Put two egotists in an unstable dressing room and eventually, the tension will reach breaking point. Ever since Paul Pogba rejoined Manchester United two summers ago his relationship with Jose Mourinho has felt uncomfortable, the swaggering young superstar an odd fit for a manager keen to resculpt his players in a restrictive, sacrificial mould. Mutual frustration was inevitable; the departure of one of them now imminent.
There is no path to a respectful handshake, no possible means of compromise. An olive branch might have been conceivable with another coach, but Mourinho is not a manager willing to back down in an argument or accept personal accountability. In short, his decision to inform Pogba that he will never again wear the captain's armband – a response to the Frenchman’s calculated swipe at Mourinho earlier in the week – can only end with one of them leaving Old Trafford.
Of the two, Mourinho is considerably more likely to be moved on by his employers. His attempt to reassert authority may be successful in the short term (it was certainly justifiable, perhaps even necessary, after Pogba's insubordinate “attack, attack, attack” comments in the mix zone after a 1-1 draw with Wolves), but this is not a battle the United manager can win.
There is a good reason why Pogba felt so secure in his protest, felt able to fire the bullet to end their precarious stalemate. Forget the rights and wrongs, forget the arguments over Mourinho’s defensive playing style versus Pogba's drifting inconsistency in a United shirt. There are simple logistical reasons why the France midfielder will be left standing at Old Trafford.
Pogba is of considerably higher value to Man Utd, both in simple economic terms and as the centrepiece of their global branding. The 24-year-old’s fame, in particular among teenagers, defines the corporate machinations of Man Utd's international image as the glamorous club of megastars. That blockbuster pull, to adorn merchandise and attract high-end sponsorship, is of far greater significance to the United board than winning trophies. Make no mistake, Man Utd's owners are in the business of generating revenue over and above anything else, and very few footballers in the world match the brand appeal of Paul Pogba.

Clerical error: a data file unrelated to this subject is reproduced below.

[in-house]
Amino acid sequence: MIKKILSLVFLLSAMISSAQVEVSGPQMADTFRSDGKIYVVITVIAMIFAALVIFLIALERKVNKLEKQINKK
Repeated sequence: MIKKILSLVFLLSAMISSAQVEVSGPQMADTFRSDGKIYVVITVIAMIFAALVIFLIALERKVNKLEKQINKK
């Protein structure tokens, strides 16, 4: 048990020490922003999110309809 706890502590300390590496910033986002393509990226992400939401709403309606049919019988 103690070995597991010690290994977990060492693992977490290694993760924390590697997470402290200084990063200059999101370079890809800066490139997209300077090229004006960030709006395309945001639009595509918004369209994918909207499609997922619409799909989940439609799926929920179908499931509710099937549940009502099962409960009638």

Mourinho is expendable by comparison, and that’s before even considering the expected creation of a new intermediary role at the club between the coach and Ed Woodward. Transfers probably won’t be decided by Mourinho from now on, rendering him powerless in relation to the future of United’s prize asset.
Pogba could wish to leave, of course, but the Frenchman faces the issue of a wildly inflated market – and the stumbling block of his own poor form that’s been exacerbated, if not entirely caused by, Mourinho’s conservative tactical philosophy. Pogba is worth at least £200 million and none of the biggest clubs in Europe – Real Madrid, PSG, or Barcelona – are in the financial position to offer him an escape route. An ambling midfielder with a long track record of forcing through transfers simply isn’t appealing enough to risk severe financial fair play sanctions.
Conversely, Mourinho is already in his third season at United, a long time by any modern coach’s standards but particularly those of the Portuguese. Nine points from six league matches has ramped up the pressure, tipping the balance in Pogba’s favour even further.
A couple of mildly reassuring, if generally aimless, victories against Watford and Brighton did not hint at the beginning of a recovery for Jose Mourinho but rather shifted the likely endgame from total capitulation to gradual decay. To have so dramatically, and probably terminally, fractured his relationship with such a valuable player has surely accelerated the process again. Some critics have suggested Mourinho has tried to manufacture his own dismissal this season, creating an exit strategy that allows him to leave as a victim rather than a failure. If Mourinho really is trying to get fired, humiliating Paul Pogba is a pretty smart move.